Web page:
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22 May 2019, 15:07 | Updated: 22 May 2019, 15:09
ITV has outlined its duty of care for Love Island ahead of the fifth series of the dating show starting on ITV2.
It comes after the deaths of participants, ex-Stevenage FC player Mike Thalassitis and Sophie Gradon.
The broadcaster laid down its duty-of-care process for the new series, which includes a minimum of eight therapy sessions provided to each islander after the show, and that contact with each islander will last for 14 months after the series in which they appeared has ended.
Richard Cowles, creative director ITV Studios Entertainment, said:
"We're very excited that Love Island is back for another series. It is the nation's favourite dating show and we have a fabulous new cast of young singles all looking for love and ready for a summer of romance in the iconic Love Island villa.
The format of the new series will be familiar to Love Island viewers and we can't wait to see how the new islanders take to life in the villa and how relationships blossom.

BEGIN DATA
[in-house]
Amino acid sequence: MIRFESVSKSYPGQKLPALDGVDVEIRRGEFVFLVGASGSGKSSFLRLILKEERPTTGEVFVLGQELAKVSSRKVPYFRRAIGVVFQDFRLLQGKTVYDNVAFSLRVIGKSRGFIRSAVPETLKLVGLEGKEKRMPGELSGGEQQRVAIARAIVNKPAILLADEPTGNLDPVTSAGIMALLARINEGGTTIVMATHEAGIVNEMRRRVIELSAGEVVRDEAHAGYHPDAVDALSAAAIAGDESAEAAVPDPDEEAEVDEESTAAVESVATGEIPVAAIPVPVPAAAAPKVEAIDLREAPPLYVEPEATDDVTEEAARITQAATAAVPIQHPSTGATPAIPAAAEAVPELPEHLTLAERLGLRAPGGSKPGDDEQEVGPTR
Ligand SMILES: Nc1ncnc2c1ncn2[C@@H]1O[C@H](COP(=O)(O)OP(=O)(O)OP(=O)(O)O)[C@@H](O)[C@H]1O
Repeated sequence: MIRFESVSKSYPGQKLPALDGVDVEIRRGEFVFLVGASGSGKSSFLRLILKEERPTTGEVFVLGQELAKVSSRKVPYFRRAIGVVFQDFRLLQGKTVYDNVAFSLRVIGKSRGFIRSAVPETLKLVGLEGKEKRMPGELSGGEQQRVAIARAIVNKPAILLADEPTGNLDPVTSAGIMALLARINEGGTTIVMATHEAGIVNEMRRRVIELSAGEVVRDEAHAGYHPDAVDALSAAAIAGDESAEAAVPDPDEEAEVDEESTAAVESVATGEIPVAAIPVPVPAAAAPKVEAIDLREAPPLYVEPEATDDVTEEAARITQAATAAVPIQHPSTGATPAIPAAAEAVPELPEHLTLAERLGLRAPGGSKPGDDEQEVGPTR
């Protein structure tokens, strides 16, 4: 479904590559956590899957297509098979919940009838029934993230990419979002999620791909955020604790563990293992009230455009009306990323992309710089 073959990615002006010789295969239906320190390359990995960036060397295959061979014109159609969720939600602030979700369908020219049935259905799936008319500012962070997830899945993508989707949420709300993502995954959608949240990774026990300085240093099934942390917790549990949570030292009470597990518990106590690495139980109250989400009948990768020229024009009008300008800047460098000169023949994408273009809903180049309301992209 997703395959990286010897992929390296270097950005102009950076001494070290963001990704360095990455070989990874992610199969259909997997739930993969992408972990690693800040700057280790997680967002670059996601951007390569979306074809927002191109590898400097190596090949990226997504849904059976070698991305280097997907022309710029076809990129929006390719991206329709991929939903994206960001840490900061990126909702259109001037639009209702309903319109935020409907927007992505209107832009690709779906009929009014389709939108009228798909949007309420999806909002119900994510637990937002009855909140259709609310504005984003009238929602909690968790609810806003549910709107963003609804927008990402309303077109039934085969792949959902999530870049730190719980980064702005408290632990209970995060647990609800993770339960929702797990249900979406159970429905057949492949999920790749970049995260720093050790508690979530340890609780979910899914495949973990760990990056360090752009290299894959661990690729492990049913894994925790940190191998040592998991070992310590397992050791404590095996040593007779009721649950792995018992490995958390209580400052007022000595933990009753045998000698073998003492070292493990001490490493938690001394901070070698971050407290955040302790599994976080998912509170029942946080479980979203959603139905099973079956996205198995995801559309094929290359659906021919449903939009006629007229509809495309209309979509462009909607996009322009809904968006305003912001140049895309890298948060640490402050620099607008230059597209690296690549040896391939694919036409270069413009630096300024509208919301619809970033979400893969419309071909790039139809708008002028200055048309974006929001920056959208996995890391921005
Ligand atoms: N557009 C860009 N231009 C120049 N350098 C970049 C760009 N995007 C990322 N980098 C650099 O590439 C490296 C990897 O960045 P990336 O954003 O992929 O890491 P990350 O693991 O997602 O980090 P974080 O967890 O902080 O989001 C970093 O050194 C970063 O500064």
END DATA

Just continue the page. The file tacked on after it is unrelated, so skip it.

We hope that viewers will be hooked as they watch these young singles fall in love - hopefully it will be a summer to remember for both the islanders and our viewers.
Due to the success of the show our islanders can find themselves in the public eye following their appearance.
We really want to make sure they have given real consideration to this and what appearing on TV entails. Discussing all of this with us forms a big part of the casting process and, ultimately, their decision to take part.
Also, as we are outlining today our welfare processes follow three key stages: pre-filming, filming and aftercare, and we are increasing our post-filming support to help islanders following their time in villa."